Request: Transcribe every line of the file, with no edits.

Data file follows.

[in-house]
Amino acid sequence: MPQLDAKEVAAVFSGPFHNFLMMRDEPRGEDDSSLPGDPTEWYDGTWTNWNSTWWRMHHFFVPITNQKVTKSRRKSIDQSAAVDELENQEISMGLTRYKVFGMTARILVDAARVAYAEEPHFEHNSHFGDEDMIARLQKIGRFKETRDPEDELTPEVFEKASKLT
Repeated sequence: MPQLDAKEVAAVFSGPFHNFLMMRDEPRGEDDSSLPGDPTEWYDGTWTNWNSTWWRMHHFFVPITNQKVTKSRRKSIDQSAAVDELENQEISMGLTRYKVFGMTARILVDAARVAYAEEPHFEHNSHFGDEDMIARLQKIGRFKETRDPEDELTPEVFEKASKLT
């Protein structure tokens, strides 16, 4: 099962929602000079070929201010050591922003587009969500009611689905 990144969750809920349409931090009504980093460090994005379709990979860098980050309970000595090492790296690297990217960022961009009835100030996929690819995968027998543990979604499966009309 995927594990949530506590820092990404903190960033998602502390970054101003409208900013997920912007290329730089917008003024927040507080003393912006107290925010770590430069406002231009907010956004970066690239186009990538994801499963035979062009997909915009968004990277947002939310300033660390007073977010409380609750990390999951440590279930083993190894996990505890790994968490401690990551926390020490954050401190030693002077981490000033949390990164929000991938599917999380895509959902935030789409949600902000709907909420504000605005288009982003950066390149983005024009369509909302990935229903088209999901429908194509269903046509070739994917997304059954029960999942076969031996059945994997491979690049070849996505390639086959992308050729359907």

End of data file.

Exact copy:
[in-house]
Amino acid sequence: MPQLDAKEVAAVFSGPFHNFLMMRDEPRGEDDSSLPGDPTEWYDGTWTNWNSTWWRMHHFFVPITNQKVTKSRRKSIDQSAAVDELENQEISMGLTRYKVFGMTARILVDAARVAYAEEPHFEHNSHFGDEDMIARLQKIGRFKETRDPEDELTPEVFEKASKLT
Repeated sequence: MPQLDAKEVAAVFSGPFHNFLMMRDEPRGEDDSSLPGDPTEWYDGTWTNWNSTWWRMHHFFVPITNQKVTKSRRKSIDQSAAVDELENQEISMGLTRYKVFGMTARILVDAARVAYAEEPHFEHNSHFGDEDMIARLQKIGRFKETRDPEDELTPEVFEKASKLT
């Protein structure tokens, strides 16, 4: 099962929602000079070929201010050591922003587009969500009611689905 990144969750809920349409931090009504980093460090994005379709990979860098980050309970000595090492790296690297990217960022961009009835100030996929690819995968027998543990979604499966009309 995927594990949530506590820092990404903190960033998602502390970054101003409208900013997920912007290329730089917008003024927040507080003393912006107290925010770590430069406002231009907010956004970066690239186009990538994801499963035979062009997909915009968004990277947002939310300033660390007073977010409380609750990390999951440590279930083993190894996990505890790994968490401690990551926390020490954050401190030693002077981490000033949390990164929000991938599917999380895509959902935030789409949600902000709907909420504000605005288009982003950066390149983005024009369509909302990935229903088209999901429908194509269903046509070739994917997304059954029960999942076969031996059945994997491979690049070849996505390639086959992308050729359907």